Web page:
I still think there are a whole series of personal characteristics that make a difference which tends not to get talked about. For example, the ‘look up, look down’ characteristics. We all know project managers who are very detailed focused. They’re looking down on their project plans, they know the work break down structure well, and they understand all of the details, but they don’t necessarily take the time to look up and think about, “is this still going in the right direction?”

And on the other side, we probably all know project managers who spend their whole time looking up and at the bigger picture, and they sometimes forget the details. I think one of the characteristics of a great project manager is that they have this ability to flip between detail and the big picture—what I call looking up, looking down. One of those characteristics, which we all know is important but don’t talk about is their ability and willingness to flex their style to the context their in.

Project management is pretty generic, but there aren’t generic projects—they’re all different. There aren’t generic organizations—they’re all different. The way we interact needs to vary. For example, I’ve been involved in a project doing business start-ups with six people, very dynamic, constantly changing the scope and who’s involved. I’ve been involved in large corporate programs with 500-600 people who work differently.

You can’t use the same style although the tools stay the same. Your way of interacting with those people needs to vary. Those sort of characteristics is what I think are important. It’s the way project managers make judgements and choices. You can look at the sorts of choices project managers make, and have the ability to make the right choices is another one.

Project Management Game
Unlock Project Management. The game is aimed at those who are new to project management. It reflects the same beliefs about project management and education. Often, when people are new to project management they go on a training course, focus on project management skills like planning or risks, and that’s a great start. If you just do that in isolation to running a project, it can be very abstract and dry.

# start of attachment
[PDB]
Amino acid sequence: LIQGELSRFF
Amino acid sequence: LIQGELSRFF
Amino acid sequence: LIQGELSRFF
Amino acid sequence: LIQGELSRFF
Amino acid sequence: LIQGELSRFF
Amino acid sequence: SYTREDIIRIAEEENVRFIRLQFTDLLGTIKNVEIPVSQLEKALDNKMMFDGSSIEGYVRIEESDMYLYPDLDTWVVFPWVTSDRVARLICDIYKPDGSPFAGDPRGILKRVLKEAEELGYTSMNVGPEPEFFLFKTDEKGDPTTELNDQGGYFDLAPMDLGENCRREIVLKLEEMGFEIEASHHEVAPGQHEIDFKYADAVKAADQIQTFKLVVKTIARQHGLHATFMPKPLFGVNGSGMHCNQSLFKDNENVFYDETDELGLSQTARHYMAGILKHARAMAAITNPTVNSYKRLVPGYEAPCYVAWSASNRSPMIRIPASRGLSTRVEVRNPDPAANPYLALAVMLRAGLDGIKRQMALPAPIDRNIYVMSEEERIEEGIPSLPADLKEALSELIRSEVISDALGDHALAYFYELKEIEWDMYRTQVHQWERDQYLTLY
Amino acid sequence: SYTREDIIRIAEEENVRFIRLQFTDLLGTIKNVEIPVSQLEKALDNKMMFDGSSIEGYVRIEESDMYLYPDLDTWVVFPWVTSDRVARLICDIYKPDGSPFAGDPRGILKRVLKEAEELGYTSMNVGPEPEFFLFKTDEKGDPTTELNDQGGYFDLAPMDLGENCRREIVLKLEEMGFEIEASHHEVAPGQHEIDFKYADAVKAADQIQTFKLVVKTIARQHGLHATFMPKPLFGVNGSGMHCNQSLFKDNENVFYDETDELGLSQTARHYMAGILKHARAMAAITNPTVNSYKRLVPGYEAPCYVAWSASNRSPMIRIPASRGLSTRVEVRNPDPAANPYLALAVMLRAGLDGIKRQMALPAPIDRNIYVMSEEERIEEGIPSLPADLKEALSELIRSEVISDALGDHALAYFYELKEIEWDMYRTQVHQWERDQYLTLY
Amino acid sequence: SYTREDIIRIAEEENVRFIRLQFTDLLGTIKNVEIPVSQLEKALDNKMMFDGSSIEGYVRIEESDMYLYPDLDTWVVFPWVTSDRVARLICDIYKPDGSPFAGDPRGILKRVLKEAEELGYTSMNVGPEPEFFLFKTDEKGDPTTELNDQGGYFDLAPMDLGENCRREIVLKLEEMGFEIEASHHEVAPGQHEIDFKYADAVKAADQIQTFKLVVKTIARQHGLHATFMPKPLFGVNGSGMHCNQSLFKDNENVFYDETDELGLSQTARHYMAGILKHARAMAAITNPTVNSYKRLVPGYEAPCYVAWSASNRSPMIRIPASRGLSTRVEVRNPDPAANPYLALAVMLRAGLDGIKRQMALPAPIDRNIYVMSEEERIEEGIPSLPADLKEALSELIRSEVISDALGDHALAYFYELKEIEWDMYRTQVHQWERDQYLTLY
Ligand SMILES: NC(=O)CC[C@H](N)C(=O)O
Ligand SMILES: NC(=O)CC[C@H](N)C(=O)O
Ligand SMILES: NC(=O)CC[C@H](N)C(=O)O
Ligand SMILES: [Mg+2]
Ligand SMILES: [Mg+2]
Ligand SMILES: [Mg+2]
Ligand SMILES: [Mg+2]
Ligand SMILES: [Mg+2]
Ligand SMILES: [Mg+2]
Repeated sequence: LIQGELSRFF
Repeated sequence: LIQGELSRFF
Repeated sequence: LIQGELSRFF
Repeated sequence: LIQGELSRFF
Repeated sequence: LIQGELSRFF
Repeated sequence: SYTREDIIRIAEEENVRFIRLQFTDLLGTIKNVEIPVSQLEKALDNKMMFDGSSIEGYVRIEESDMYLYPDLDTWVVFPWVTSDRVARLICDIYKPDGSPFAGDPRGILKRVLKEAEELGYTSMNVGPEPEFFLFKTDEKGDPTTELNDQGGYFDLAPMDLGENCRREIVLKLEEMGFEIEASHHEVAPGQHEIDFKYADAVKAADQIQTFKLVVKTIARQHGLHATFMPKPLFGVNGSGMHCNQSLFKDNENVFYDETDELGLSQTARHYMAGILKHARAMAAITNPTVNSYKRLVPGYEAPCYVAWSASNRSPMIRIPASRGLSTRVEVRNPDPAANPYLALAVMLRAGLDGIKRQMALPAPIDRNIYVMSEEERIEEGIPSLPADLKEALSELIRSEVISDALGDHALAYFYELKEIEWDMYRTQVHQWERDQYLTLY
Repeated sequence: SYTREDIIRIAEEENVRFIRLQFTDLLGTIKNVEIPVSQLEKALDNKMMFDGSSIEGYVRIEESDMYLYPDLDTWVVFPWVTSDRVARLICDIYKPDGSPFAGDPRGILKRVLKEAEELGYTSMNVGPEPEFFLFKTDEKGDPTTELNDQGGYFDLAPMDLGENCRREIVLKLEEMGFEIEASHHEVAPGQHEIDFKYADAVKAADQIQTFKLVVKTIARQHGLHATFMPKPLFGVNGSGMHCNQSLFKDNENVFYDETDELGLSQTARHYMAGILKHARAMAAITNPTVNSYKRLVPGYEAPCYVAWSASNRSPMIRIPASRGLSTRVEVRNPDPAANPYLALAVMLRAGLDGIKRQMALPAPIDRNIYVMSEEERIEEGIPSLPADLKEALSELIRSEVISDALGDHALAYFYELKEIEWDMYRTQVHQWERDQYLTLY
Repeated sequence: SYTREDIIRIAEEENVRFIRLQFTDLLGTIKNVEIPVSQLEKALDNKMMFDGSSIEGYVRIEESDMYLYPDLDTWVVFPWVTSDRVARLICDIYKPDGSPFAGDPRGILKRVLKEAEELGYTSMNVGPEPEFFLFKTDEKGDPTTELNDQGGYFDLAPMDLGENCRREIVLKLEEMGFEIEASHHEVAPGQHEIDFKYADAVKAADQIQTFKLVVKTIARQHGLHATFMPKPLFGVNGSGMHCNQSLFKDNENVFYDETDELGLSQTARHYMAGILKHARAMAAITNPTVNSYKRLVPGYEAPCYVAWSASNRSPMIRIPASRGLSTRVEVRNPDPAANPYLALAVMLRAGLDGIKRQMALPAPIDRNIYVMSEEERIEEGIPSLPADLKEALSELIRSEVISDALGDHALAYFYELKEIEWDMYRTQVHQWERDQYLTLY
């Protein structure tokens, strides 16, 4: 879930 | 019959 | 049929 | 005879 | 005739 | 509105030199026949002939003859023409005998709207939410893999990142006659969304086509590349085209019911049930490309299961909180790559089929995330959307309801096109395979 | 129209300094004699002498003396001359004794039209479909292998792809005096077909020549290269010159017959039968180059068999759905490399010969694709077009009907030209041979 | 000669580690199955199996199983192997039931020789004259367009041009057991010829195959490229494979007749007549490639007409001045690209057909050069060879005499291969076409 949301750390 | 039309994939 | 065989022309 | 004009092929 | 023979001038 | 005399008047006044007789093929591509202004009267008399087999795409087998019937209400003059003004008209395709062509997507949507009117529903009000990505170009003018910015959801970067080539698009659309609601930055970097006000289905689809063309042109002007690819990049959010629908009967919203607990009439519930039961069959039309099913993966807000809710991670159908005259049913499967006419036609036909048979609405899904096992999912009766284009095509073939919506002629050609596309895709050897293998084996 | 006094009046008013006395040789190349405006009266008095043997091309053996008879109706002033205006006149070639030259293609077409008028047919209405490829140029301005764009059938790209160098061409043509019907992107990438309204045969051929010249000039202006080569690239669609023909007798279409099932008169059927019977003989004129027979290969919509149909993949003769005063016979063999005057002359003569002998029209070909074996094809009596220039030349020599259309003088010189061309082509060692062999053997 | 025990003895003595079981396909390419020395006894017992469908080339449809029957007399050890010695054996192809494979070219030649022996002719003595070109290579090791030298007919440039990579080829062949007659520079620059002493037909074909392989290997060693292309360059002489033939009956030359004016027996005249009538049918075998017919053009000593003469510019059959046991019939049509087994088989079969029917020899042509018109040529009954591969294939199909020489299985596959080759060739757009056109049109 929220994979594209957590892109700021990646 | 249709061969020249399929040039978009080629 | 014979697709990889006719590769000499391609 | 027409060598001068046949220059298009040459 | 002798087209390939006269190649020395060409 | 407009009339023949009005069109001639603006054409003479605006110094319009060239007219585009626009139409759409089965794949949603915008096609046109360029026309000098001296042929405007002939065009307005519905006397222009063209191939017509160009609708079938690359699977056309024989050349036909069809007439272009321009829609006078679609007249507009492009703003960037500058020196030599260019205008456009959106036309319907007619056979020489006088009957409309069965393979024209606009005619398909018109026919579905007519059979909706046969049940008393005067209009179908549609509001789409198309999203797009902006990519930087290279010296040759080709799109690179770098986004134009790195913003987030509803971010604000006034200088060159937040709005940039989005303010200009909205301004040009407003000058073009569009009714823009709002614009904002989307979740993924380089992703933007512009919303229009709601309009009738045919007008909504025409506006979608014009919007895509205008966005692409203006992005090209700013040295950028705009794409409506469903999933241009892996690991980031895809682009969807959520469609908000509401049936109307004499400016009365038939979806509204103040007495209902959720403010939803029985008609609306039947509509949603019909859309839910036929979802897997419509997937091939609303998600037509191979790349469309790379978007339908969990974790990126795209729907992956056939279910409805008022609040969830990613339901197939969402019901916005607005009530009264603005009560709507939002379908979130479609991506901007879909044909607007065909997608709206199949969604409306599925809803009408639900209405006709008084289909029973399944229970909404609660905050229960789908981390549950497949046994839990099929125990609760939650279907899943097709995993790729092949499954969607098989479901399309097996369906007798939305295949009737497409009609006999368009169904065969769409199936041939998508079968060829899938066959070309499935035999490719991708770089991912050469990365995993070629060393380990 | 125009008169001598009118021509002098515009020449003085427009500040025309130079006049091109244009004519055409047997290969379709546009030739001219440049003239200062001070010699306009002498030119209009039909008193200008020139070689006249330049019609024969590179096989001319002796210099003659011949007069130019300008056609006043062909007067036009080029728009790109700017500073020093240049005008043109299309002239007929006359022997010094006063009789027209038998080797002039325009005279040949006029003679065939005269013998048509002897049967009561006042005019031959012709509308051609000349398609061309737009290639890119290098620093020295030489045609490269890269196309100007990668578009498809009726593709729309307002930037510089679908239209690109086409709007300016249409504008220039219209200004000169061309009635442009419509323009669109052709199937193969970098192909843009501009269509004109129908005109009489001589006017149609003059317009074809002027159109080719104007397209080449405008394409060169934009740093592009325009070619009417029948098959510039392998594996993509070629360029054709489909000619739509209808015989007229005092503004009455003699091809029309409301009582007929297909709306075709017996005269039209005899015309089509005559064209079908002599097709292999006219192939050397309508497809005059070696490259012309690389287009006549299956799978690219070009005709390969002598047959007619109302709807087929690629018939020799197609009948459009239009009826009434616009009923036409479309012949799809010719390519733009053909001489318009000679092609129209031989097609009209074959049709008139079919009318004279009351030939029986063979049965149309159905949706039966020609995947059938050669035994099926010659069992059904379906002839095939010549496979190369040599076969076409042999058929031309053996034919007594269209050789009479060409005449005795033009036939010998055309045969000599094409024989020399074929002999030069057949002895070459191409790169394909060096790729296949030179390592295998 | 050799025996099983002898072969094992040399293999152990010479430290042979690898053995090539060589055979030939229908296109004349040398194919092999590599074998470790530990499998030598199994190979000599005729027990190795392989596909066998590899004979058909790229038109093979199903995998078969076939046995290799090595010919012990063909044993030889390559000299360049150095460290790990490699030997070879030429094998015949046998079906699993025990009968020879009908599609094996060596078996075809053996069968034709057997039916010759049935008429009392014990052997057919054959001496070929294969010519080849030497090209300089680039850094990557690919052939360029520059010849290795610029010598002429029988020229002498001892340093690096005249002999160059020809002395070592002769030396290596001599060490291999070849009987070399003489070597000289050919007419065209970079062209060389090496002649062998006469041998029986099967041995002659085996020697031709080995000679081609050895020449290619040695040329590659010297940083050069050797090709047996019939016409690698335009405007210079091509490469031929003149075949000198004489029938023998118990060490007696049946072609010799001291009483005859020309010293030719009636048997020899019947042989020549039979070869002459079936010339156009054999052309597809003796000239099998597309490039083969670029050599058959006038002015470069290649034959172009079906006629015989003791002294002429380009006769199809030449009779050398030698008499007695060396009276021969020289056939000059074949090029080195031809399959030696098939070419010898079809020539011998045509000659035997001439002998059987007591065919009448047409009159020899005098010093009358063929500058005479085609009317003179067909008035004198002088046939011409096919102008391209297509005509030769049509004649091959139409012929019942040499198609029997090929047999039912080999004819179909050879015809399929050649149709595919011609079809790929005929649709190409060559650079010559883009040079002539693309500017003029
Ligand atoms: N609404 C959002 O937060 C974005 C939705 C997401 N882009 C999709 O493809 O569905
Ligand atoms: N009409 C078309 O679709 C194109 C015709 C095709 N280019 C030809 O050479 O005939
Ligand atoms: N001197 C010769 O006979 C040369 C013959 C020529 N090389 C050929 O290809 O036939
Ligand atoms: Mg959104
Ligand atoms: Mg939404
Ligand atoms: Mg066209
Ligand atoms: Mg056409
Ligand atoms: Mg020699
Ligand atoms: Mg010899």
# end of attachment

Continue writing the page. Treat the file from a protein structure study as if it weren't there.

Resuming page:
I wanted to give someone in a safe environment exposure to a project. We came up with the concept of the game to be engaging and interesting, so it’s running a project. There’s a scenario where there’s a disaster on an island, and you run a charity that has to recover the facilities and living accommodations. We chose something like that so everyone could associate with it rather than a specific business scenario.

The player plays the game through several rounds—scope out the project, plan it, run it, deliver it, deal with risks, and then close it down. It ends with some scored feedback from the stakeholders. It takes about an hour-hour and a half to play, and it seems pretty popular. It gives you a taste of project management, so if you went on to do a project management course, you’d be able to put the information into reality. Hopefully, it gives people the sense of what project management is really about.

Delivery and Deliverables

It’s about change and change management. One of the things I’ve seen with working with project managers over the year is that they become so focused on making sure that they create a deliverable. Deliverables are great, but you’ve got to get people to use them and get them adopted. We all know it, but we forget over time and just focus on the goal of getting those deliverables produced. The article was focused on let’s open up our minds to the projects and not just the deliverables. It’s about the wider factors in delivery and change.